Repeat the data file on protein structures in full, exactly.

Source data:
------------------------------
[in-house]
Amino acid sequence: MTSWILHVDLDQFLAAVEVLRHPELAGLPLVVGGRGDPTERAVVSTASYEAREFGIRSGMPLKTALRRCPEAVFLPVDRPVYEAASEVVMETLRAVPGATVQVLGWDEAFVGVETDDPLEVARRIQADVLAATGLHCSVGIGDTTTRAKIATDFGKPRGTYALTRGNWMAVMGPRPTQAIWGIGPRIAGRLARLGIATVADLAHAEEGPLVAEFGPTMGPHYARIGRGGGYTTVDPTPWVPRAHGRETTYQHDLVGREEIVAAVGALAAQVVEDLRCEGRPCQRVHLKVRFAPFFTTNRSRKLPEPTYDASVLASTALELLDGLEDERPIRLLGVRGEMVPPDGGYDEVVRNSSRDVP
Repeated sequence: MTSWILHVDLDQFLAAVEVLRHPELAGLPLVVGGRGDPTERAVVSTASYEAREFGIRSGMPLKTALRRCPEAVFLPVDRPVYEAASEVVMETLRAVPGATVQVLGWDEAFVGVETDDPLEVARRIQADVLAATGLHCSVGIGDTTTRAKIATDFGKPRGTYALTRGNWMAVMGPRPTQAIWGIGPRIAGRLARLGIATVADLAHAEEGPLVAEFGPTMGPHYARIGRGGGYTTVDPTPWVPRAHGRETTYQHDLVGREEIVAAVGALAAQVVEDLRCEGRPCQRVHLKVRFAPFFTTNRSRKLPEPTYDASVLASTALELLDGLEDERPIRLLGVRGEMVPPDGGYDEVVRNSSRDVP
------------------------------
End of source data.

[in-house]
Amino acid sequence: MTSWILHVDLDQFLAAVEVLRHPELAGLPLVVGGRGDPTERAVVSTASYEAREFGIRSGMPLKTALRRCPEAVFLPVDRPVYEAASEVVMETLRAVPGATVQVLGWDEAFVGVETDDPLEVARRIQADVLAATGLHCSVGIGDTTTRAKIATDFGKPRGTYALTRGNWMAVMGPRPTQAIWGIGPRIAGRLARLGIATVADLAHAEEGPLVAEFGPTMGPHYARIGRGGGYTTVDPTPWVPRAHGRETTYQHDLVGREEIVAAVGALAAQVVEDLRCEGRPCQRVHLKVRFAPFFTTNRSRKLPEPTYDASVLASTALELLDGLEDERPIRLLGVRGEMVPPDGGYDEVVRNSSRDVP
Repeated sequence: MTSWILHVDLDQFLAAVEVLRHPELAGLPLVVGGRGDPTERAVVSTASYEAREFGIRSGMPLKTALRRCPEAVFLPVDRPVYEAASEVVMETLRAVPGATVQVLGWDEAFVGVETDDPLEVARRIQADVLAATGLHCSVGIGDTTTRAKIATDFGKPRGTYALTRGNWMAVMGPRPTQAIWGIGPRIAGRLARLGIATVADLAHAEEGPLVAEFGPTMGPHYARIGRGGGYTTVDPTPWVPRAHGRETTYQHDLVGREEIVAAVGALAAQVVEDLRCEGRPCQRVHLKVRFAPFFTTNRSRKLPEPTYDASVLASTALELLDGLEDERPIRLLGVRGEMVPPDGGYDEVVRNSSRDVP